Five Eyes Spy Agencies Demand Backdoors to Encryption

Spy agencies from Canada, the US, Britain, Australia, and New Zealand are demanding services include backdoors to their encryption.

It’s the latest development in what some advocates and observers call “the war on encryption”. A memo has recently been released calling on various Internet services to include backdoors to their encryption. The purpose of these backdoors, they say, is to ensure law enforcement has lawful access to encrypted data. They allege that this is necessary to protect citizens. From Tech Crunch:

The international pact — the US, UK, Canada, Australia and New Zealand, known as the so-called “Five Eyes” group of nations — quietly issued the memo last week demanding that providers “create customized solutions, tailored to their individual system architectures that are capable of meeting lawful access requirements.”

This kind of backdoor access would allow each government access to encrypted call and message data on their citizens. If the companies don’t voluntarily allow access, the nations threatened to push through new legislation that would compel their help.

“Should governments continue to encounter impediments to lawful access to information necessary to aid the protection of the citizens of our countries, we may pursue technological, enforcement, legislative or other measures to achieve lawful access solutions,” read the memo, issued by the Australian government on behalf of the pact.

Coincidentally, it was the Australian government that was calling for the weakening of encryption late last month. That came in the form of the Assistance and Access Bill 2018 which would mandate services allow such backdoors to be implemented into their encryption should they want to operate within the country.

What makes this memo different is the fact that these calls to weaken encryption is now coming from 5 separate countries. Since these are coming from the spy agencies themselves, that gives them a lot of leverage to push their respective governments to get the ball rolling on weakening encryption in their respective jurisdictions.

Of course, this is going to get a whole lot of pushback from the security community. They know full well that any effort to weaken encryption would make their services less attractive. What’s more, various actors including bad actors are constantly scouring encryption services and looking for weak points. Deliberately adding a weakness in such a service like a backdoor only offers third parties an additional possible way to break that encryption and access whatever they please.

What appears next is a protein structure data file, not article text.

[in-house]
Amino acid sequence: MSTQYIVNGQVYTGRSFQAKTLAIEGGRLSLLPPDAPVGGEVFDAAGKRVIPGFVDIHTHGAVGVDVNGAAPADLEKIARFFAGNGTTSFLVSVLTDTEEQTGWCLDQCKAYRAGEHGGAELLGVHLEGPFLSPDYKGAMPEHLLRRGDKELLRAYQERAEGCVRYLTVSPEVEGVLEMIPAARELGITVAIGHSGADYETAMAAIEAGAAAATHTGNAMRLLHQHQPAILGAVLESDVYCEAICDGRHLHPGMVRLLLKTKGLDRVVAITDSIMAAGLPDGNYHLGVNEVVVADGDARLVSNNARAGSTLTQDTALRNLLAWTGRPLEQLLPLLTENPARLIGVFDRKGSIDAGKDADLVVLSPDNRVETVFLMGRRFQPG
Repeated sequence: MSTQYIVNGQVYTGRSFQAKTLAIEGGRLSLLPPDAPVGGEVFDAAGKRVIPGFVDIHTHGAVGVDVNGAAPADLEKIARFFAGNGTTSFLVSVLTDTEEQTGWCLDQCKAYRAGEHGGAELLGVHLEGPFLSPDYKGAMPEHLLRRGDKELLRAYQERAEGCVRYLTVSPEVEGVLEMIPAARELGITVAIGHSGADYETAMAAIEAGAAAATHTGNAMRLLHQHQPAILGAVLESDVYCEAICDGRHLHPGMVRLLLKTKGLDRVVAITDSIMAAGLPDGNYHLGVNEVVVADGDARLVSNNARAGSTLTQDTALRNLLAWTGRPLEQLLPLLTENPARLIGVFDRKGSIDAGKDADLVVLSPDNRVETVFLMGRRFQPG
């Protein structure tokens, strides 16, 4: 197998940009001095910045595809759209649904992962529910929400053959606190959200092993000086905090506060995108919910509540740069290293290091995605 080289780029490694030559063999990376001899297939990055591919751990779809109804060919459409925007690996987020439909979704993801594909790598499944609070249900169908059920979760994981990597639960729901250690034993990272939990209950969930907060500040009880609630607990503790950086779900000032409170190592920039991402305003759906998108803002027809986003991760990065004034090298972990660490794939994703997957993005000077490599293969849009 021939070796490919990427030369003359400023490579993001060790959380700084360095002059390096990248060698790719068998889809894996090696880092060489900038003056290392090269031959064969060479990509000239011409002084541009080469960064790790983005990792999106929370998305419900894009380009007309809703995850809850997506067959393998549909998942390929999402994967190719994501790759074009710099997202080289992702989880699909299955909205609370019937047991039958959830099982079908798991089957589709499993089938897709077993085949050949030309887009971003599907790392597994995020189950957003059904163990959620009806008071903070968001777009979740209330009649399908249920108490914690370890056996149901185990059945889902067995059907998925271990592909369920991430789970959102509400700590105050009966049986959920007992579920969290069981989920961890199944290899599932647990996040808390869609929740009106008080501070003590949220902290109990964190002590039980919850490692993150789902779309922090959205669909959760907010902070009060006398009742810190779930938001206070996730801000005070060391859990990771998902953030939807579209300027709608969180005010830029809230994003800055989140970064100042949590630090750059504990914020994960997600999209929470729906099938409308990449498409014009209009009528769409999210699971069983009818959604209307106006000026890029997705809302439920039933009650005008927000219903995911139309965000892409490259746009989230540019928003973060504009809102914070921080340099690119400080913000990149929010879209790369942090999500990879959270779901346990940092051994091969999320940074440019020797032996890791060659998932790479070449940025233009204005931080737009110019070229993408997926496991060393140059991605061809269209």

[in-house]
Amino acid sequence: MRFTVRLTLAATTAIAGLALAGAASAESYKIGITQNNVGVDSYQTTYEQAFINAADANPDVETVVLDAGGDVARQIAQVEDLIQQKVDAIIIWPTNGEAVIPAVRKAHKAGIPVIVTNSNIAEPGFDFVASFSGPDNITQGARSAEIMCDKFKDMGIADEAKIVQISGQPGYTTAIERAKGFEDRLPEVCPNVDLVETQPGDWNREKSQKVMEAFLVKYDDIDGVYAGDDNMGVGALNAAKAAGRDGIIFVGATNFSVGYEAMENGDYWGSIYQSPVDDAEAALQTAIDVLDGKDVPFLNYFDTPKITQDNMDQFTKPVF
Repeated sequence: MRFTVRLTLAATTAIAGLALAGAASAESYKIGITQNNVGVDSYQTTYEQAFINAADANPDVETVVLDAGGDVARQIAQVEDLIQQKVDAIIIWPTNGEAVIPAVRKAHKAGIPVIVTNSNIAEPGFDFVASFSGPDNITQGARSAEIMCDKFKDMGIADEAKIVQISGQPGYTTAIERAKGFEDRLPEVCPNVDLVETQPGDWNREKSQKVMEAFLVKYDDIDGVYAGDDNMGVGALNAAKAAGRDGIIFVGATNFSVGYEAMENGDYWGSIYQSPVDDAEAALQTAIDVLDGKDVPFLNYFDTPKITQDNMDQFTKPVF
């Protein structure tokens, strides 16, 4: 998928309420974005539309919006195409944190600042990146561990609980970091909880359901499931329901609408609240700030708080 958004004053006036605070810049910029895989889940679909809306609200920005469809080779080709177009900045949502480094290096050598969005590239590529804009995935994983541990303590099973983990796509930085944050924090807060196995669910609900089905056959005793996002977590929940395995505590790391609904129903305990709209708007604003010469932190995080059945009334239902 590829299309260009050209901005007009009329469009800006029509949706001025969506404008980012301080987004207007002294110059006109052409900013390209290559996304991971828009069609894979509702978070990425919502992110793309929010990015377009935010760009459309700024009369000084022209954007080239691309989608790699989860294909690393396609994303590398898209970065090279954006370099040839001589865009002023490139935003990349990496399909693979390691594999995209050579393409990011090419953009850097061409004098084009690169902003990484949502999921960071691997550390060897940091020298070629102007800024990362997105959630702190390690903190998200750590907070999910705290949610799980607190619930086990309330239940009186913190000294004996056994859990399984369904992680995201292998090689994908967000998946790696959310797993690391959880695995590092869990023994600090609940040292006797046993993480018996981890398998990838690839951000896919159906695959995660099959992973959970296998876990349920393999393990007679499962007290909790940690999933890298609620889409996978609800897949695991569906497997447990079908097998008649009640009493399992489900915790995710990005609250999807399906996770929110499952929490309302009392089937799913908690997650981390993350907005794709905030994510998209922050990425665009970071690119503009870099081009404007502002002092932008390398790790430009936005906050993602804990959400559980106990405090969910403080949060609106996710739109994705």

Above and beyond this, if the five eyes manage to get what they want in the end, it will not ultimately solve anything. This is because there is nothing stopping a service cropping up in, say, Brazil for instance. It won’t stop that service from saying that, unlike the other services under the five eyes jurisdictions, it is not mandated to offer backdoor’s to the government. Moreover, nothing is really stopping people from flocking to such a service because of the promise of a more secure communication channel.

This would naturally bring up issues of these spy organizations having to pressure their governments to pressure other governments to permit access to those services. The most obvious observation under this scenario is that there is nothing from stopping that government from simply saying “no” because they suddenly see a new revenue stream flowing into their economy.

Some people might say that such a theory is just wild speculation and untested theories. The reality is that this is based off of precedent. In the early years of file-sharing, various services cropped up across the United States. Whether it was file-sharing clients, networks, FTP sites, hash URL sites, streaming, or a whole lot more, the US, for a time, had countless file-sharing services.

As rights holders cracked down on those services through various law enforcement actions, those services began to dwindle. One can easily guess what happened next. As the services dwindled in the US, they began to crop up in other countries. This includes Britain, Australia, New Zealand, Canada, China, Sweden, Japan, Russia, India, Germany, the Netherlands, and countless other countries. Ever since, it’s been a long game of whack-a-mole on a global scale. As a result, we still have plenty of file-sharing services scattered all throughout the world with no end in sight.

This same kind of pattern for encrypted services is very predictable. As these services in America, Canada, Australia, Britain, and New Zealand get more and more pressure, some may either cooperate or shut down completely. The fallout is going to be much worse for these spy agencies in question. It could even lead to more serious question of where the money flow is going and whether or not services in other countries are ultimately reliable in the first place.

The real question is going to be: do these spy agencies want to open the same can of worms the Recording Industry Association of America (RIAA) opened when it sued Napster? If they continue to push for backdoor’s to these services, that is exactly what is going to happen. With the VPN industry alone the way it is today, there is going to be a whole bunch of other players these spy agencies have to contend with.

At this point, time will tell whether or not these spy organizations will actually repeat the mistakes of the music industry more than a decade ago.

Drew Wilson on Twitter: @icecube85 and Google+.

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